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Can you please help me out with this limit problem. Actually, I tried to solve it by the conjugate method but it didn't work with me.

Thank you.

$$\lim_{x \to 0}\; \bigg( \frac{1}{\sqrt{x}} - \frac{1}{\sqrt{x²+x}} \bigg)$$

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I edited your question. Please check and make sure that I did not alter what you are asking. –  Thomas Jan 24 '13 at 15:13
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what was the result from your conjugate method? –  MSEoris Jan 24 '13 at 15:15
    
The limit is not defined as the function is not defined in a deleted neighbourhood of $0$. The function is defined on $(0, \infty)$ so you could instead consider the corresponding one-sided limit. –  Michael Albanese Jan 24 '13 at 15:41

3 Answers 3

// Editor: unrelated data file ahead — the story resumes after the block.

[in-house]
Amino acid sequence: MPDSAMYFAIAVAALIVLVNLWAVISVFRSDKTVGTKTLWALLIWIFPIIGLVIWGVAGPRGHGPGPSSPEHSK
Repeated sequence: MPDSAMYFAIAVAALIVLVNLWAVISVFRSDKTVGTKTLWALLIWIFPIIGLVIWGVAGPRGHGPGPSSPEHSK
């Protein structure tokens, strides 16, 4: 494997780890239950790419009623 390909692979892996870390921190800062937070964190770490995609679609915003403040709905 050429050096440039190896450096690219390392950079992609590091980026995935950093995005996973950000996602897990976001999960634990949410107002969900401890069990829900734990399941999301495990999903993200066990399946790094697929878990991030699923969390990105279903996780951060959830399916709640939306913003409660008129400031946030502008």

up vote 1 down vote accepted

This is probably a bit too straightforward, there should be smarter way to do it, but nevertheless...

$$ \lim_{x \to 0} \frac{\sqrt{x^2+x} - \sqrt{x}}{\sqrt{x(x^2+x)}}= \lim_{x \to 0} \frac{\sqrt{x}(\sqrt{x+1} - 1)}{x\sqrt{x+1}}= \lim_{x \to 0} \frac{x^{\frac{3}{2}}}{x\sqrt{x+1}(\sqrt{x+1}+1)}=0 $$ The third step is due to mupltiplying both numerator and denominator by $\sqrt{x+1}+1$

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You are welcome. You can upvote answers and accept the one you find most useful. PEople usually appreciate it) –  Alex Jan 25 '13 at 14:48
    
Thank you very match for the answer. Actually this is my first time using this site and I do not no how to write the math symbols. I'll try to learn it. –  Hassan Alkhamis Jan 25 '13 at 15:54
    
Indeed it’s a satisfied answer and thanks to you and to all that’s gave me a comments. –  Hassan Alkhamis Jan 25 '13 at 15:57

Take $\frac{1}{\sqrt{x}}$ common and then try the conjugate method.

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Also, $$\dfrac{1}{\sqrt{x}}-\dfrac{1}{\sqrt{x^2+x}}=\dfrac{1}{\sqrt{x}}\left(1-(1+x)^{-1/2}\right)=\dfrac{1}{\sqrt{x}}\left(\dfrac{1}{2}x+o(x)\right)\to 0 \mbox{ as } x\to 0^+$$

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